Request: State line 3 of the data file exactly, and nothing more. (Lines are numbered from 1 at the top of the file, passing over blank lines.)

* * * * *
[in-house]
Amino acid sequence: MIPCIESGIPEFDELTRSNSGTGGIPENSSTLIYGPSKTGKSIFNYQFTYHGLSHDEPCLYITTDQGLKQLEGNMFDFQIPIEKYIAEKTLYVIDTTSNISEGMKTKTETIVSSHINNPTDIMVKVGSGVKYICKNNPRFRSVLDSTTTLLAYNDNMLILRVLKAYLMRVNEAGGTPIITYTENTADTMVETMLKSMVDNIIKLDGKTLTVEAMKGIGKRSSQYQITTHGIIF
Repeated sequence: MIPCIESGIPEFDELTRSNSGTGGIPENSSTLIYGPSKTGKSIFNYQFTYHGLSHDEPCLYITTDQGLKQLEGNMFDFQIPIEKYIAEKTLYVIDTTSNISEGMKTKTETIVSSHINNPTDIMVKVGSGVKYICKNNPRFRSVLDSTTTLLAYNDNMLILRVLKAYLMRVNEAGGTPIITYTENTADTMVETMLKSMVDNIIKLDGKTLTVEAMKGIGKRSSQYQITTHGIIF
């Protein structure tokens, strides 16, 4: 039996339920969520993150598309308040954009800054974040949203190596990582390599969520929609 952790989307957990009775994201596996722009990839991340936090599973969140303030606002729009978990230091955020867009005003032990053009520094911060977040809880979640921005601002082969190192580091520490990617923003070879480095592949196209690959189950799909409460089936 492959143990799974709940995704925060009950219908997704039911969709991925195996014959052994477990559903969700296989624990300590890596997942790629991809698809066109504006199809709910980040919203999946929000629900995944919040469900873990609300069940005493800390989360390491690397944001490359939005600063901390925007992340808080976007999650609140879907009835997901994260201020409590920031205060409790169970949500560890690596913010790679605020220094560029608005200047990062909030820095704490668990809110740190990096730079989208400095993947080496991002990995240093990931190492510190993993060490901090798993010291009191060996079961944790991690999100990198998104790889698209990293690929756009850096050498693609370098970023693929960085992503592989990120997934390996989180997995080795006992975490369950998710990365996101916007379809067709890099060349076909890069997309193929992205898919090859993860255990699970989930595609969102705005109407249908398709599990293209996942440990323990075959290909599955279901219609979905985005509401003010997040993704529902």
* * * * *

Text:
Repeated sequence: MIPCIESGIPEFDELTRSNSGTGGIPENSSTLIYGPSKTGKSIFNYQFTYHGLSHDEPCLYITTDQGLKQLEGNMFDFQIPIEKYIAEKTLYVIDTTSNISEGMKTKTETIVSSHINNPTDIMVKVGSGVKYICKNNPRFRSVLDSTTTLLAYNDNMLILRVLKAYLMRVNEAGGTPIITYTENTADTMVETMLKSMVDNIIKLDGKTLTVEAMKGIGKRSSQYQITTHGIIF